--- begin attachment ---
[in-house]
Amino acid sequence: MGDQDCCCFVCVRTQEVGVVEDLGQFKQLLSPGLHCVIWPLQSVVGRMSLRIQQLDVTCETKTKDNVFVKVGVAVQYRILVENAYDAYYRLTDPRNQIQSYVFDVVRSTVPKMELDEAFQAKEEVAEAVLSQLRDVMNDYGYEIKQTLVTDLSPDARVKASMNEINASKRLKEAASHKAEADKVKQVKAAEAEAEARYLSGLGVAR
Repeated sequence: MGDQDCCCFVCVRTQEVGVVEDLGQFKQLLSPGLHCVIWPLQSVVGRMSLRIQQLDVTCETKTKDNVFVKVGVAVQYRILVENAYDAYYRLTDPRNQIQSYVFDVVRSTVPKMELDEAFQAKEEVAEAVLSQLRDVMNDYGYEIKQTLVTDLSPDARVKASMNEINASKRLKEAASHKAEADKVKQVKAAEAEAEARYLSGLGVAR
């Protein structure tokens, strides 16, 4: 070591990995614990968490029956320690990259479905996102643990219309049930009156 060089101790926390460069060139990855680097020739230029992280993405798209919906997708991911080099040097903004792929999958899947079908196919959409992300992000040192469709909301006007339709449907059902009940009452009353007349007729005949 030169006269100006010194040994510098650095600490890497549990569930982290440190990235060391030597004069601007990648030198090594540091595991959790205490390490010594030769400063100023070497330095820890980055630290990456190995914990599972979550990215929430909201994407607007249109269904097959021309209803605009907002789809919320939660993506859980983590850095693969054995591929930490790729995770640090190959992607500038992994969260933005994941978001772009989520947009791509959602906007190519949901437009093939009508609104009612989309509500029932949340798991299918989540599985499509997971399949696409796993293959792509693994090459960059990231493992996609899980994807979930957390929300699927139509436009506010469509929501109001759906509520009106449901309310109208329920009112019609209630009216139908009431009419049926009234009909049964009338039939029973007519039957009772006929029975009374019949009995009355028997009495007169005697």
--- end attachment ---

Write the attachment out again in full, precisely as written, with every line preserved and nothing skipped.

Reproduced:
[in-house]
Amino acid sequence: MGDQDCCCFVCVRTQEVGVVEDLGQFKQLLSPGLHCVIWPLQSVVGRMSLRIQQLDVTCETKTKDNVFVKVGVAVQYRILVENAYDAYYRLTDPRNQIQSYVFDVVRSTVPKMELDEAFQAKEEVAEAVLSQLRDVMNDYGYEIKQTLVTDLSPDARVKASMNEINASKRLKEAASHKAEADKVKQVKAAEAEAEARYLSGLGVAR
Repeated sequence: MGDQDCCCFVCVRTQEVGVVEDLGQFKQLLSPGLHCVIWPLQSVVGRMSLRIQQLDVTCETKTKDNVFVKVGVAVQYRILVENAYDAYYRLTDPRNQIQSYVFDVVRSTVPKMELDEAFQAKEEVAEAVLSQLRDVMNDYGYEIKQTLVTDLSPDARVKASMNEINASKRLKEAASHKAEADKVKQVKAAEAEAEARYLSGLGVAR
């Protein structure tokens, strides 16, 4: 070591990995614990968490029956320690990259479905996102643990219309049930009156 060089101790926390460069060139990855680097020739230029992280993405798209919906997708991911080099040097903004792929999958899947079908196919959409992300992000040192469709909301006007339709449907059902009940009452009353007349007729005949 030169006269100006010194040994510098650095600490890497549990569930982290440190990235060391030597004069601007990648030198090594540091595991959790205490390490010594030769400063100023070497330095820890980055630290990456190995914990599972979550990215929430909201994407607007249109269904097959021309209803605009907002789809919320939660993506859980983590850095693969054995591929930490790729995770640090190959992607500038992994969260933005994941978001772009989520947009791509959602906007190519949901437009093939009508609104009612989309509500029932949340798991299918989540599985499509997971399949696409796993293959792509693994090459960059990231493992996609899980994807979930957390929300699927139509436009506010469509929501109001759906509520009106449901309310109208329920009112019609209630009216139908009431009419049926009234009909049964009338039939029973007519039957009772006929029975009374019949009995009355028997009495007169005697």